Canada

Trade negotiations were once again the prevailing issue influencing headlines and global markets over the third quarter. Perhaps the most consequential for us here in Canada occurred on the last day of September, with the announcement that an eleventh-hour deal was struck on revising the North American Free Trade Agreement (NAFTA), thereby maintaining the trilateral nature of the pact. With the threat of immediate U.S. tariffs on Canadian exports removed, the growth outlook for Canada in the fourth quarter, into 2019 and beyond is expected to improve, allowing the Bank of Canada to continue normalizing interest rates and providing support to the Canadian dollar.

As we look ahead to the fourth quarter, there is no shortage of reasons for apprehension: continued trade conflicts, budget disputes between Italy's new populist government and the EU, the start of U.S. sanctions on Iranian oil, ongoing economic calamities in Turkey in Argentina, and the upcoming U.S. midterm elections. However, fundamentals and confidence continue to be strong in most developed countries and provide ongoing support for equity markets, leaving us optimistic for the medium term. Here's our outlook for the remainder of 2018 and beyond:

Synchronized global growth continues to be solid

While the broad-based acceleration has subsided for the moment, the absolute level of growth appears to be solid. Ongoing trade friction and rising energy prices remain a concern.

Monetary policy normalization begins

The U.S. Federal Reserve, Bank of Canada and Bank of England have all raised rates recently, and the European Central Bank remains on schedule to wind down their asset purchasing program by year-end, with rate hikes expected in late 2019. Only the Bank of Japan has pledged to continue its bond buying and zero interest rate policy.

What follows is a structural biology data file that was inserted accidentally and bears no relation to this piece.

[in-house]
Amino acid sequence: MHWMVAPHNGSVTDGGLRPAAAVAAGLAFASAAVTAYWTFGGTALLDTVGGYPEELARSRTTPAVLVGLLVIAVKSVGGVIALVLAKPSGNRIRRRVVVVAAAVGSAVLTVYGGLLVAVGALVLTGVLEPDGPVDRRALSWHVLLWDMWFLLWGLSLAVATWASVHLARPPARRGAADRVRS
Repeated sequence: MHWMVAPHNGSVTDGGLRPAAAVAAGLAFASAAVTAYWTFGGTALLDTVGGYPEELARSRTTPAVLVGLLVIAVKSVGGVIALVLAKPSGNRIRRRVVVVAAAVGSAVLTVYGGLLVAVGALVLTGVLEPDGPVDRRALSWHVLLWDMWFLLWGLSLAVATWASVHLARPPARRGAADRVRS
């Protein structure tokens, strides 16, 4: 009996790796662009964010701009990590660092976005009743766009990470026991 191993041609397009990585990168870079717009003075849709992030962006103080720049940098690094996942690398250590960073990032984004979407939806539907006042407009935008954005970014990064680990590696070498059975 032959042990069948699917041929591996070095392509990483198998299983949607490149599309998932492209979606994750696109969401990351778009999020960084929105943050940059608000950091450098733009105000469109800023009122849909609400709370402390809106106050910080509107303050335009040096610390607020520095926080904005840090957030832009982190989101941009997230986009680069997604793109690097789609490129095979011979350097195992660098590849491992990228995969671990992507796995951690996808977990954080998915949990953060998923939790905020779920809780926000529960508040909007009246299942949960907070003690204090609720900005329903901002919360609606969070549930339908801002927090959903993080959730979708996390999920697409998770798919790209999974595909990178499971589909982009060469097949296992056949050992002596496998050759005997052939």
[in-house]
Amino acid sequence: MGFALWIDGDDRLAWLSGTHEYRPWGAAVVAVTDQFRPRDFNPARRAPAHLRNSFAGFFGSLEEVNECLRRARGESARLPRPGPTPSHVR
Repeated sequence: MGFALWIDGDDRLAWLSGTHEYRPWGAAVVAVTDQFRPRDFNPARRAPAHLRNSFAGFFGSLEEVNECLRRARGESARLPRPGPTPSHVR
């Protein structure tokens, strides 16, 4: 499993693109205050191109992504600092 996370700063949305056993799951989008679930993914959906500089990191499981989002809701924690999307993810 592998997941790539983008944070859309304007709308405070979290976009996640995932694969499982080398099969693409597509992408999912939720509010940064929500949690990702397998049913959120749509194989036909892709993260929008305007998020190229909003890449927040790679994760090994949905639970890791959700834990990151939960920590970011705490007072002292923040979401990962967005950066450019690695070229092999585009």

Inflation and rates continue to drift upward

Inflation appears stable for the moment, near to central bank targets and expectations remain well contained. We are watching for any signs of increased inflation in the U.S. as a result of import tariffs, as these now cover a large selection of products used at every stage of manufacturing and retailing.

Earnings driving equity gains, increased dispersion

We are expecting solid earnings growth to persist and a reinforcing cycle of reinvestment and capital expenditure should add further runway to the current expansion. Late in the quarter, we started to see a rotation from some of the large cap growth names that have led the market higher over the past two years into more stable, value-oriented stocks.

Volatility has returned to the market

As discussed earlier, there is no shortage of events on the horizon that could lead to increased market volatility and potential drawdowns. We continue to view the overall environment as equity-friendly but we remind our clients to diversify and to remain within their target allocation bands.

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